• Conservation Programs – The bill provides $840 million to help farmers, ranchers, and private forest landowners conserve and protect their land. This includes $6 million in infrastructure rehabilitation funding to help small communities meet current safety standards for watershed projects.
• Farm Service Agency – The legislation provides $1.5 billion for FSA, which is approximately the same as the fiscal year 2015 level and the President's budget request. This funding will support the various farm, conservation, and emergency loan programs, and will help American farmers and ranchers with the implementation of the farm bill.
• Rural Development – The bill provides a total of $2.5 billion for rural development programs, which is $86 million above the fiscal year 2015 enacted level. These programs help create an environment for economic growth by supporting basic rural infrastructure, providing loans to increase opportunities for rural businesses and industries, and helping balance the playing field in local rural housing markets.
Food Safety and Inspection Service – The legislation includes $1 billion for food safety and inspection programs – approximately the same as the 2015 enacted level. These mandatory inspection activities help ensure the safety and productivity of the country's $186 billion meat and poultry industry. The funding provided will maintain more than 8,000 frontline inspection personnel for meat, poultry, and egg products at more than 6,400 facilities across the country.
Food and Drug Administration – The FDA receives a total of almost $2.6 billion in discretionary funding in the bill, an increase of $30 million over the fiscal year 2015 enacted level. Total funding for the FDA, including revenue from user fees, is $4.6 billion – $106 million above fiscal year 2015. Within this total, food safety activities are increased by $41.5 million, and medical product safety activities are increased by $4.2 million.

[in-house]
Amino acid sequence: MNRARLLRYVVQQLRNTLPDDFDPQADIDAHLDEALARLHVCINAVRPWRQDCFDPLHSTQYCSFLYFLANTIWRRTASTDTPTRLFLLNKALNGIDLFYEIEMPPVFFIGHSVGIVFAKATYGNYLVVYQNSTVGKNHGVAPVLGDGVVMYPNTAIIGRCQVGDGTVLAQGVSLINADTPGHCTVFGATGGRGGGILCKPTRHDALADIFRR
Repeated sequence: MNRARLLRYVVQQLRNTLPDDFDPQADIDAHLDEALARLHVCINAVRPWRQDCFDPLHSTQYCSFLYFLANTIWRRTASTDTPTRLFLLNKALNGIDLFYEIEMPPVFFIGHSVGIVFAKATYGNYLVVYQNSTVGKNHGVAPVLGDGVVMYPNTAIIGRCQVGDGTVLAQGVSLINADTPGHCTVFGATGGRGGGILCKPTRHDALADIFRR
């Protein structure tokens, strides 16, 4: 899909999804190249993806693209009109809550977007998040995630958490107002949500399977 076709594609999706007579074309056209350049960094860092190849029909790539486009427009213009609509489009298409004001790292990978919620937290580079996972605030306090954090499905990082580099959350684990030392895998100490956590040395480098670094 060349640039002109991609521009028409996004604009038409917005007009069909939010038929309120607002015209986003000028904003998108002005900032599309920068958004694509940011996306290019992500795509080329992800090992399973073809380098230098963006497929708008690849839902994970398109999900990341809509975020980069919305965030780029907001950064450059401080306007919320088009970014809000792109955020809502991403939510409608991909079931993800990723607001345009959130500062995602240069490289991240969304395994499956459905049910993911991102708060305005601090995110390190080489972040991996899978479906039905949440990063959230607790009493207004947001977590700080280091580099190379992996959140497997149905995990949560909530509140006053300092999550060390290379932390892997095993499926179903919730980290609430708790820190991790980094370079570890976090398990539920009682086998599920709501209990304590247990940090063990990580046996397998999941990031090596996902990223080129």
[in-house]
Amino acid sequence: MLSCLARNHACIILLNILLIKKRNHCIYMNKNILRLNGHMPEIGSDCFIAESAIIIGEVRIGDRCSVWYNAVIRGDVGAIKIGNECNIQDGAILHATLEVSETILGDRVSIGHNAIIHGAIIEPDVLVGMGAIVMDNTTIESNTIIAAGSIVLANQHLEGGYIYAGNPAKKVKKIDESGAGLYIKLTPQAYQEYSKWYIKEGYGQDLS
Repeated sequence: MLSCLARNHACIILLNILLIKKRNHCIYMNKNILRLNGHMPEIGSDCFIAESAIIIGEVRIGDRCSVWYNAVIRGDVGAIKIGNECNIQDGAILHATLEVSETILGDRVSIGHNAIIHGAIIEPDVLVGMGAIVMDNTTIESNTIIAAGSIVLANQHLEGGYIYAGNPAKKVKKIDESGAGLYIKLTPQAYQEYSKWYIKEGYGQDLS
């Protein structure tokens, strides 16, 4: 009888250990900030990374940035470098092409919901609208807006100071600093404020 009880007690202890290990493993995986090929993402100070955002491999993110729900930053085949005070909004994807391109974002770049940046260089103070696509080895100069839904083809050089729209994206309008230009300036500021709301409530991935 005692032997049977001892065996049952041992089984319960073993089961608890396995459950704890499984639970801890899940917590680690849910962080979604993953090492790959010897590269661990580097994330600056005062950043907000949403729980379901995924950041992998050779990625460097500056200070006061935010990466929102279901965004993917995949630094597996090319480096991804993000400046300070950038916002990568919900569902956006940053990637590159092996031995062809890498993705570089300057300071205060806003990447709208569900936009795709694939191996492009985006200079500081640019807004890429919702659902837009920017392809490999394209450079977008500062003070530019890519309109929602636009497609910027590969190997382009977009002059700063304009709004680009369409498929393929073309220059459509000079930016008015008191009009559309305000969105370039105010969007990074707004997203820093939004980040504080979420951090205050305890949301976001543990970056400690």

The bill also includes a policy provision delaying the implementation of a new menu labeling regulation by a year, to give restaurants, local supermarkets, grocery stores, and similar retail establishments adequate time to comply with the law.
Commodity Futures Trading Commission – Included in the bill is $250 million for the CFTC, the same as the 2015 enacted level and $72 million below the President's budget request.
International Programs – The legislation contains $1.8 billion for overseas food aid and to promote U.S. agricultural exports. This includes $1.4 billion – a $17 million increase above the President's request – for "Food for Peace" grants, and the requested level for the McGovern-Dole International Food for Education and Child Nutrition program.
Food and Nutrition Programs – The legislation contains discretionary funding, as well as mandatory funding required by law, for food and nutrition programs within the Department of Agriculture. This includes funding for the Special Supplemental Nutrition Program for Women, Infants, and Children, the Supplemental Nutrition Assistance Program, and the Child Nutrition programs.